Christian living and nudity in art - does it conflict?

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  • When it comes to the morality of images, what really matters is the intention of the image. In general, if an image was created for an immoral reason, the image is immoral. Also, if the thing depicted is immoral, the image is immoral. Nudity is not an inherently immoral thing (if it were, Adam and would never have been allowed to be naked), so depicting it is not inherently immoral.

    What is immoral is public indecency, which is not the same thing. Public indecency is effectively being naked in front of someone whom you should not be naked in front of. For example, nudity of a child does not scandalize the parents, but it is a cause for scandal to someone else.

    The issue with depictions of nudity is a combination of gratuitousness and intention. For example, if the nudity is extreme (such as a depiction of intercourse), it becomes indecent, since it might very easily scandalize someone. In the same way, a depiction of war is fine so long as the gore is not excessive. The intention is what makes all pornography sinful, even if the performer is clothed and alone. Viewing things that were made with immoral intention knowing that they were made with immoral intention is immoral, and, of course, making something with an immoral intention is immoral.

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    • What about students working from a nude model, or working as a nude model? That would mean posing nude.

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      • Again, it is a matter of prudency. It can be prudent to serve as a nude model. It can also be imprudent. It depends mostly on intentions, in that case. The intention can be perfectly moral, or it could be a lustful, evil one. It just depends. And, of course, if the artist's intention is known by the model to be immoral, then it is immoral for the model to participate, even with good intentions.

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    • You don't have that way of thinking when it comes to assaulting people, you sick fuck rapist.

      #Clunk42isarapist

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  • Being human conflicts with Christianity so I’m going to say yes.

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  • It's right to question it.

    I think it firstly depends on you. Are you ever likely to use those pictures to think dirty thoughts to, or to masturbate to? If your past experiences with accidental/artistic nudity have tended to make you feel turned-on then there's a chance you might do it one day when home alone and maybe under a lot of stress, or under the influence of alcohol or meds or whatever. In this case I'd advise you not to put naked pictures in your home. But then again, maybe artistic nudity doesn't normally turn you on, in which case...

    It secondly depends on the other Christians in your home. They might be less secure in their faith than you, see the naked pictures, and be like 'since such-and-such has naked pictures in his home, then that means there's nothing even potentially wrong with it'. And they might follow your example when they themselves can't enjoy the pictures responsibly and don't have the maturity to realise it.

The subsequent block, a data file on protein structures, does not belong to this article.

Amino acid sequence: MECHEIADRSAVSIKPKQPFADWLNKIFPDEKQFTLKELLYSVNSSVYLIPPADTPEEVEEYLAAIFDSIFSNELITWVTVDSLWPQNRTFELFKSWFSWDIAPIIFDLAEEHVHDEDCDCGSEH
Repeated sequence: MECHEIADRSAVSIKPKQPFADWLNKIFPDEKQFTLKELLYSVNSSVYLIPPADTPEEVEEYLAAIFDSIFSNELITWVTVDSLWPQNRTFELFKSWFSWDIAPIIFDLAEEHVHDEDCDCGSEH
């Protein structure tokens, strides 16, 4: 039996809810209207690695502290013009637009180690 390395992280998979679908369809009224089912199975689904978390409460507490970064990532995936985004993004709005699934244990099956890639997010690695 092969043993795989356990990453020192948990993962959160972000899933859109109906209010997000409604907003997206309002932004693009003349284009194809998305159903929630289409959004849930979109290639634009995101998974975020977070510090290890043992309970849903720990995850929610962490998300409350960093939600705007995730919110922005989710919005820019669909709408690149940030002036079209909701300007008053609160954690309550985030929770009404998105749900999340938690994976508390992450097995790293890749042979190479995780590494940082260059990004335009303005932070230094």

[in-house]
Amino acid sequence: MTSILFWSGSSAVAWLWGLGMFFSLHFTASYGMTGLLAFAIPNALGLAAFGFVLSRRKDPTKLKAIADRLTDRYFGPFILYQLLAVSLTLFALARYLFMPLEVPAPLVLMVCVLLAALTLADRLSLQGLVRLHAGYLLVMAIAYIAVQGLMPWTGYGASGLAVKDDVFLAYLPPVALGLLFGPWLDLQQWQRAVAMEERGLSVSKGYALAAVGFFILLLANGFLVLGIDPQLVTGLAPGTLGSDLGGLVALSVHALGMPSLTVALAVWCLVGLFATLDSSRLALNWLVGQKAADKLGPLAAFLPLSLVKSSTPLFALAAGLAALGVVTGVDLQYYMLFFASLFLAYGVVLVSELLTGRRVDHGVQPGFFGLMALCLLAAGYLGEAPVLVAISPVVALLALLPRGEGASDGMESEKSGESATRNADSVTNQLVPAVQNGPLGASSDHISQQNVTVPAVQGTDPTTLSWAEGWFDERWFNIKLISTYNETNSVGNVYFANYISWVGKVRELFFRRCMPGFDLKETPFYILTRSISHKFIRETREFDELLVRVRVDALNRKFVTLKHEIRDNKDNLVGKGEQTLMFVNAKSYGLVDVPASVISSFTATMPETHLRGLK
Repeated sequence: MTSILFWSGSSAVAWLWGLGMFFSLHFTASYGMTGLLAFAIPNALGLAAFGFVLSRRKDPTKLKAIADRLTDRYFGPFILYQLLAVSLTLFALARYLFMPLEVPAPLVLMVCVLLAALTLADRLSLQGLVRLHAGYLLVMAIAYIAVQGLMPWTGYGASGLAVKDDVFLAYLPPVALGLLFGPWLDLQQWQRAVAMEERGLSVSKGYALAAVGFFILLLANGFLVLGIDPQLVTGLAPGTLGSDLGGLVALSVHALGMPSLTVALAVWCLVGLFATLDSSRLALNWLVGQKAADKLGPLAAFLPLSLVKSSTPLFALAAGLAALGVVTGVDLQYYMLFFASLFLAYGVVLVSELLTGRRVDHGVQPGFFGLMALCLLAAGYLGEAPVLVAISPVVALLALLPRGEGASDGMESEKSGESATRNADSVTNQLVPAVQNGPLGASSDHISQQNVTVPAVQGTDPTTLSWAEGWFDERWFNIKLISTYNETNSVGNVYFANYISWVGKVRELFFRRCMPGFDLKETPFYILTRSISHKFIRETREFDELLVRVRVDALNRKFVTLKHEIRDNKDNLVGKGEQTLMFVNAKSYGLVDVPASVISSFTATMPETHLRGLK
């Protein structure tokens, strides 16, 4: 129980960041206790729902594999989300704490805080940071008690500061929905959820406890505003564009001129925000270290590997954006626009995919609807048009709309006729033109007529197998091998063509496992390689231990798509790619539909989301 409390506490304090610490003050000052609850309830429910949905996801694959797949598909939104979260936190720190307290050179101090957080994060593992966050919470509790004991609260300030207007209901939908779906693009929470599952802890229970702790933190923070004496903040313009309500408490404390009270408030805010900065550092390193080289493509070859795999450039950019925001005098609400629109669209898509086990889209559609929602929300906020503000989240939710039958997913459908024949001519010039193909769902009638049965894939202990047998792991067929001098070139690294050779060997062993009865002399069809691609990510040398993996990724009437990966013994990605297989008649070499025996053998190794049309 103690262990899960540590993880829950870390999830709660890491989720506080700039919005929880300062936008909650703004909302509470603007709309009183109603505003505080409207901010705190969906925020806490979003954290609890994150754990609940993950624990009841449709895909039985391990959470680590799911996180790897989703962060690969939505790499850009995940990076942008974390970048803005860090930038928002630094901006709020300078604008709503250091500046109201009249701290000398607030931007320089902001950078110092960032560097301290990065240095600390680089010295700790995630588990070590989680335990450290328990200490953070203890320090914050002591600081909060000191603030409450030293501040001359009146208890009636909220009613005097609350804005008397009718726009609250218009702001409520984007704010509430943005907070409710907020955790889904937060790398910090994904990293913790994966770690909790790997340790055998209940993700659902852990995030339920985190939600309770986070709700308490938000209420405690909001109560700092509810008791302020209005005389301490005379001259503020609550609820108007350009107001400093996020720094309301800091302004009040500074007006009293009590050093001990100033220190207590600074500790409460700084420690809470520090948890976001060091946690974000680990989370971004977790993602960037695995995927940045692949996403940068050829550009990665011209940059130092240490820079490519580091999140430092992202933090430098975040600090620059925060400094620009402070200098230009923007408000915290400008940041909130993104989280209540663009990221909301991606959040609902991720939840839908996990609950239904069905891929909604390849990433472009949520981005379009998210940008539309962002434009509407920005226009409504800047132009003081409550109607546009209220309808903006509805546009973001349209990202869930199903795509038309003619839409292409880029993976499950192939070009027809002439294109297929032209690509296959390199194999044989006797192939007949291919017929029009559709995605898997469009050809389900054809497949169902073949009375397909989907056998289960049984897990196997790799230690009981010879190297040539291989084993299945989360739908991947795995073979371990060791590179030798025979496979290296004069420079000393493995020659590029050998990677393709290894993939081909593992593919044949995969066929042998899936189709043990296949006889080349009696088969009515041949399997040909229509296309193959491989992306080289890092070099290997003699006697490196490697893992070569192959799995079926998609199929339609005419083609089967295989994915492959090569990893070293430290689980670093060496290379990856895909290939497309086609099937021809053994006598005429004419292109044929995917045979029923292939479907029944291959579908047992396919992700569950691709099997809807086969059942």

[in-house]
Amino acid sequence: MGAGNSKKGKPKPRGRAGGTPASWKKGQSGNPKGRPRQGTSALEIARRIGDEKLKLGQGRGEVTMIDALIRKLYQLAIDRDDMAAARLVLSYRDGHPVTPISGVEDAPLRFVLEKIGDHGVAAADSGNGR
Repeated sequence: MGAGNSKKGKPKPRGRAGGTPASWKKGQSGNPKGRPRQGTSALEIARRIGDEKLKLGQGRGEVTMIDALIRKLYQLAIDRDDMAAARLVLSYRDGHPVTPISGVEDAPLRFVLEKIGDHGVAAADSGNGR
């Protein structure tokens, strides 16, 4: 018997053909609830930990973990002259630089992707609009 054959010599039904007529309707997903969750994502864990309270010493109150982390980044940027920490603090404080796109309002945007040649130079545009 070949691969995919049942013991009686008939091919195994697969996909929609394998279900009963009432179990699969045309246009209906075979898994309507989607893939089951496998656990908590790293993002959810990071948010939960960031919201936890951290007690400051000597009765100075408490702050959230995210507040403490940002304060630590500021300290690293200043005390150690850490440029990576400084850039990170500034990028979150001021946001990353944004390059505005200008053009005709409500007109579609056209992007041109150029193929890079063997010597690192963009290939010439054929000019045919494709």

It thirdly depends on anyone else who sees your home. When they put naked pictures in their home, those pictures are probably fair game to think dirty thoughts about or masturbate to if they want to, and so they might assume that you'd treat yours that way too. In some respects it doesn't matter what other people think of you, but on the other hand we do have a responsibility to avoid potentially misrepresenting our way of life to the world. It's better that you be poked fun at for something you actually do, rather than just what they think you do. Then at least you are sending out a clear message about the life you lead.

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    • I wasn't thinking of what is in artworks themselves so much as artists and students working from nude models, or working as a nude model.

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      • The same applies, really - albeit transposed a bit in its terms:

        1) Is the artist able to do their art without using the memories for titillation?

        2) Could Christians who are less strong in their faith and less aware of their own personal weaknesses be led astray by the practice directly or indirectly - whether they are the models, the viewers or fellow artists?

        3) Is the artist content in their own conscience about what this activity says about what following Christ authentically really looks like to people who don't know much about Christian living, or who have maybe picked up misconceptions about it or been exposed to bad examples in the past?

        I wouldn't say that these considerations are excessive. Self-reflexive thinking about art, its message and the role and responsibilities of the artist is indispensable in the 21st century. I would say that at least all postmodern art has considerations like these as its bedrock, whether the artists are Christians or not. Albeit nude drawings aren't postmodern art in themselves, but besides the need to think 'Christianly' about art, it is never a bad idea to be aware of where your work will 'land' with people.

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  • Praise Jesus for making the female form just so great

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  • No lots of biblical images have breasts out

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